Many countries have developed their own AEW&C systems, although the Boeing E-3 Sentry and Northrop Grumman E-2 Hawkeye are the most common systems worldwide. The E-3 Sentry was built by the Boeing Defense and Space Group (now Boeing Defense, Space & Security) and was based on the Boeing 707-320 aircraft. 65 E-3 were built and it is operated by the United States Air Force, NATO, the British Royal Air Force, France and controversially, Saudi Arabia.
The specially designed Grumman E-2 Hawkeye entered service in 1965 and has been operated by eight different nations. Over 168 have been produced so far and new versions continue to be developed making it the most widely used AEW system. For the Japan Air Self-Defense Force, the E-3 technology has been fitted into the Boeing E-767.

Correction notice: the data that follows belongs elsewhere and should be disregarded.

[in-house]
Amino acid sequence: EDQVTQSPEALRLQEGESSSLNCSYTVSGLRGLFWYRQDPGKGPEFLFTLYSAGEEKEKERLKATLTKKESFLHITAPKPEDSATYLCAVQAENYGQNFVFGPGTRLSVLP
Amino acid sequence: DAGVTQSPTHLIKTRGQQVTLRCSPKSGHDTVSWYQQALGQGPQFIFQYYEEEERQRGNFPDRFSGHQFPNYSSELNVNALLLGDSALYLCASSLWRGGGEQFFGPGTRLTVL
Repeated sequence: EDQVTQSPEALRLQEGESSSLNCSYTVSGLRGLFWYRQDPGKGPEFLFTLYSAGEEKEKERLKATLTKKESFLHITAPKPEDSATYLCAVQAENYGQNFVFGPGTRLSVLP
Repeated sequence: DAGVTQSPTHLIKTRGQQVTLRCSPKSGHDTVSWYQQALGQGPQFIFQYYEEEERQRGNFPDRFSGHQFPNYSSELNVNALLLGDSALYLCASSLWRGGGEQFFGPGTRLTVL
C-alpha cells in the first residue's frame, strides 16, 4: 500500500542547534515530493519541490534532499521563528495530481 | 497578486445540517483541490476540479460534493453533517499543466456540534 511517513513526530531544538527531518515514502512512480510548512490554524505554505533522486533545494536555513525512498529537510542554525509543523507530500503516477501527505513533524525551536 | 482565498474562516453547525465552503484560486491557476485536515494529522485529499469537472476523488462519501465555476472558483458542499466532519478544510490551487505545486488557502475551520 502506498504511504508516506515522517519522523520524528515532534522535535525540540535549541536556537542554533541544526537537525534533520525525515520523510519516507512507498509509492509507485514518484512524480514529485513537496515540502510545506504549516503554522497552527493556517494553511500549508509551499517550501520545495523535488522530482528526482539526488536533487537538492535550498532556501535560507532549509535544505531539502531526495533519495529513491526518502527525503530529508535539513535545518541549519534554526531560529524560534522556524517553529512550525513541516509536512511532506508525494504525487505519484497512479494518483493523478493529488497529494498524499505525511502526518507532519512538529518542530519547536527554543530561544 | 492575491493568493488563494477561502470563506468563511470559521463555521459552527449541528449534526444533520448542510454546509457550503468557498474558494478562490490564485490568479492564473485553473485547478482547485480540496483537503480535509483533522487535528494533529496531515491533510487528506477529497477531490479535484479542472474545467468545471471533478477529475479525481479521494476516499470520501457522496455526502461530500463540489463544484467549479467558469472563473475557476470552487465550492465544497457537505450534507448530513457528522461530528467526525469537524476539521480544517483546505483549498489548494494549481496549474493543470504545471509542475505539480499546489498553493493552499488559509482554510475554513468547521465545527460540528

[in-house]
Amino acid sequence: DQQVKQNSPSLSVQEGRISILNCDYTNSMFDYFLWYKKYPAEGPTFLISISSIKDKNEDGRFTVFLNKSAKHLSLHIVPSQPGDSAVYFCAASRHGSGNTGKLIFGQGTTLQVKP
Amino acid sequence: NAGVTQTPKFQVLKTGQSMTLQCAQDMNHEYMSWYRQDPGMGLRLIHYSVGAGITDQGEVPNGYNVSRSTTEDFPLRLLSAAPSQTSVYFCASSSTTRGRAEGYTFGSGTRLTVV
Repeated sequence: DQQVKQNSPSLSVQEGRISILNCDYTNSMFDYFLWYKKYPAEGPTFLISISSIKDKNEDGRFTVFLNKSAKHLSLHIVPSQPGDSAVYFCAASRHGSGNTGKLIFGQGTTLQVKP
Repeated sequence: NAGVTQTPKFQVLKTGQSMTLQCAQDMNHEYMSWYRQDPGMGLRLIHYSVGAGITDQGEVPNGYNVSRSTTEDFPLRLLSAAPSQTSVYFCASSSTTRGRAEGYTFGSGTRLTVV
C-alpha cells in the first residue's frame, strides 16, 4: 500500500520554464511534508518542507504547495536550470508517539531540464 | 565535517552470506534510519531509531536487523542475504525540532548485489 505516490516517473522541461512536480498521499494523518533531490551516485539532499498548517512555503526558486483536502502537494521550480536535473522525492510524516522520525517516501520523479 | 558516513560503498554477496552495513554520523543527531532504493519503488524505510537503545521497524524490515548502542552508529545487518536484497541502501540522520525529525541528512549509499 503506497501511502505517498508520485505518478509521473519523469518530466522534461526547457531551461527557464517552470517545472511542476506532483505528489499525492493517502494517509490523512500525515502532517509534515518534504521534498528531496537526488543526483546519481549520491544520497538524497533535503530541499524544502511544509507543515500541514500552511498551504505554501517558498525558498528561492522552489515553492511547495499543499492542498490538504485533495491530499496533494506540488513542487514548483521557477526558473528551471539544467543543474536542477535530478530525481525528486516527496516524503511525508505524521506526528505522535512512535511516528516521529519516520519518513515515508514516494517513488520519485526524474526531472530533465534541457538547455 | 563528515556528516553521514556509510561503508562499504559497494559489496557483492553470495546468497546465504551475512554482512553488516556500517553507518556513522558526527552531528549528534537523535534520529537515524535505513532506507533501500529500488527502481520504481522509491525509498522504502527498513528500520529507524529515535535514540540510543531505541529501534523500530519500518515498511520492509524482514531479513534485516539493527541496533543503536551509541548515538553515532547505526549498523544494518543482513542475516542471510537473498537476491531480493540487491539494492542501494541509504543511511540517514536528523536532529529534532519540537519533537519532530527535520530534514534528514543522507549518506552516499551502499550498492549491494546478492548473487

After World War 2, the United Kingdom deployed a substantial AEW capability with American Douglas AD-4W Skyraiders, designated Skyraider AEW.1, which in turn were replaced by the Fairey Gannet AEW.3, using the same AN/APS-20 radar. With the retirement of the conventional aircraft carriers, the Gannet was withdrawn and the Royal Air Force (RAF) installed the radars from the Gannets on Avro Shackleton MR.2 airframes, redesignated Shackleton AEW.2. To replace the Shackleton AEW.2, an AEW variant of the Hawker Siddeley Nimrod, known as the Nimrod AEW3, was ordered in 1974. However, after a protracted and problematic development, this was cancelled in 1986, and seven E-3Ds, designated Sentry AEW.1 in RAF service, were purchased instead.
The Russian Air Force is currently using around 15–20 Beriev A-50 and A-50U "Shmel" in the AEW role. The "Mainstay" is based on the Ilyushin Il-76 airframe, with a large non-rotating disk radome on the rear fuselage. These replaced the 12 Tupolev Tu-126 that filled the role previously. The A-50 and A-50U will eventually be replaced by the Beriev A-100, which features an AESA array in the radome and is based on the updated Il-476.